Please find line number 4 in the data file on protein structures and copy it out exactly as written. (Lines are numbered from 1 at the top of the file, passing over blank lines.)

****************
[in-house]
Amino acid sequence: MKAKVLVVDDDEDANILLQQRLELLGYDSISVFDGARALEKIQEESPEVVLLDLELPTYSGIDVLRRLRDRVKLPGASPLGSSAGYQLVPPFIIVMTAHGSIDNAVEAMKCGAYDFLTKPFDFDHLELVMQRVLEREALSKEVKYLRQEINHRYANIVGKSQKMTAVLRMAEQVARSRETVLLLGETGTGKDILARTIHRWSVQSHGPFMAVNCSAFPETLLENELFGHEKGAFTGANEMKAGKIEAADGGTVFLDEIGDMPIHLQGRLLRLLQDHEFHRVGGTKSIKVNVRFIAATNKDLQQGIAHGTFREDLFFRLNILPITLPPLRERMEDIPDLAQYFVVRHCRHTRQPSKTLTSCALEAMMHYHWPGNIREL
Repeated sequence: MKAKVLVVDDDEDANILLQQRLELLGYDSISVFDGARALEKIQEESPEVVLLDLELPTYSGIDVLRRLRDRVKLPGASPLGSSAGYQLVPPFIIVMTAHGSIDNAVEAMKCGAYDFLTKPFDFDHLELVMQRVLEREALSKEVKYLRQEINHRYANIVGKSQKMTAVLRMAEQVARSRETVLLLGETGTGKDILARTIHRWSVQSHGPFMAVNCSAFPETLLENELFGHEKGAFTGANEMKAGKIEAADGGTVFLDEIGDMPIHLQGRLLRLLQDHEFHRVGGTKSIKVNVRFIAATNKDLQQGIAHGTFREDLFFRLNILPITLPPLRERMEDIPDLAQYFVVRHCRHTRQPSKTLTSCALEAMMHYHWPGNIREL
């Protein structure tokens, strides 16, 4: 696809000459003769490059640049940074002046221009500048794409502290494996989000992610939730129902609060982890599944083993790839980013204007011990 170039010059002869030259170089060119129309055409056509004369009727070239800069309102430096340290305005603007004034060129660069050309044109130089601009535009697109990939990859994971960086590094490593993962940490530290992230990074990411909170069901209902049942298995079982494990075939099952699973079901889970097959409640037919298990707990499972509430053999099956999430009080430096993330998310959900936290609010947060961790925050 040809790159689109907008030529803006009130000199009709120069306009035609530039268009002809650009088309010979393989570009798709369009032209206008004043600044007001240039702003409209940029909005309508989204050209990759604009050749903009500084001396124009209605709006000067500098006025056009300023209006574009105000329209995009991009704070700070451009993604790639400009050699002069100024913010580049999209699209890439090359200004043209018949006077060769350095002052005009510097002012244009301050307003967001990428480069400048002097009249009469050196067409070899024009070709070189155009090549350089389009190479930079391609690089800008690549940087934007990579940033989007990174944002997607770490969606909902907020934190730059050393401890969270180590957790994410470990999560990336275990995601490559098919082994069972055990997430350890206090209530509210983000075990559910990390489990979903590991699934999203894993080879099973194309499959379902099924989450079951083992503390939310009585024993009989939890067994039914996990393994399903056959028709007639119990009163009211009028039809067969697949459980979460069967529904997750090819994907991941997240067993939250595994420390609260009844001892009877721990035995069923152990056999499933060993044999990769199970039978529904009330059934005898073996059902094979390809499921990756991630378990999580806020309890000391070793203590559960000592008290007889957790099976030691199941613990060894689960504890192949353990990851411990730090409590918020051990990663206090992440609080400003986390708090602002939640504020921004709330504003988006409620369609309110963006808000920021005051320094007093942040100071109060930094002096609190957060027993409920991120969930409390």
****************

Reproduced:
């Protein structure tokens, strides 16, 4: 696809000459003769490059640049940074002046221009500048794409502290494996989000992610939730129902609060982890599944083993790839980013204007011990 170039010059002869030259170089060119129309055409056509004369009727070239800069309102430096340290305005603007004034060129660069050309044109130089601009535009697109990939990859994971960086590094490593993962940490530290992230990074990411909170069901209902049942298995079982494990075939099952699973079901889970097959409640037919298990707990499972509430053999099956999430009080430096993330998310959900936290609010947060961790925050 040809790159689109907008030529803006009130000199009709120069306009035609530039268009002809650009088309010979393989570009798709369009032209206008004043600044007001240039702003409209940029909005309508989204050209990759604009050749903009500084001396124009209605709006000067500098006025056009300023209006574009105000329209995009991009704070700070451009993604790639400009050699002069100024913010580049999209699209890439090359200004043209018949006077060769350095002052005009510097002012244009301050307003967001990428480069400048002097009249009469050196067409070899024009070709070189155009090549350089389009190479930079391609690089800008690549940087934007990579940033989007990174944002997607770490969606909902907020934190730059050393401890969270180590957790994410470990999560990336275990995601490559098919082994069972055990997430350890206090209530509210983000075990559910990390489990979903590991699934999203894993080879099973194309499959379902099924989450079951083992503390939310009585024993009989939890067994039914996990393994399903056959028709007639119990009163009211009028039809067969697949459980979460069967529904997750090819994907991941997240067993939250595994420390609260009844001892009877721990035995069923152990056999499933060993044999990769199970039978529904009330059934005898073996059902094979390809499921990756991630378990999580806020309890000391070793203590559960000592008290007889957790099976030691199941613990060894689960504890192949353990990851411990730090409590918020051990990663206090992440609080400003986390708090602002939640504020921004709330504003988006409620369609309110963006808000920021005051320094007093942040100071109060930094002096609190957060027993409920991120969930409390």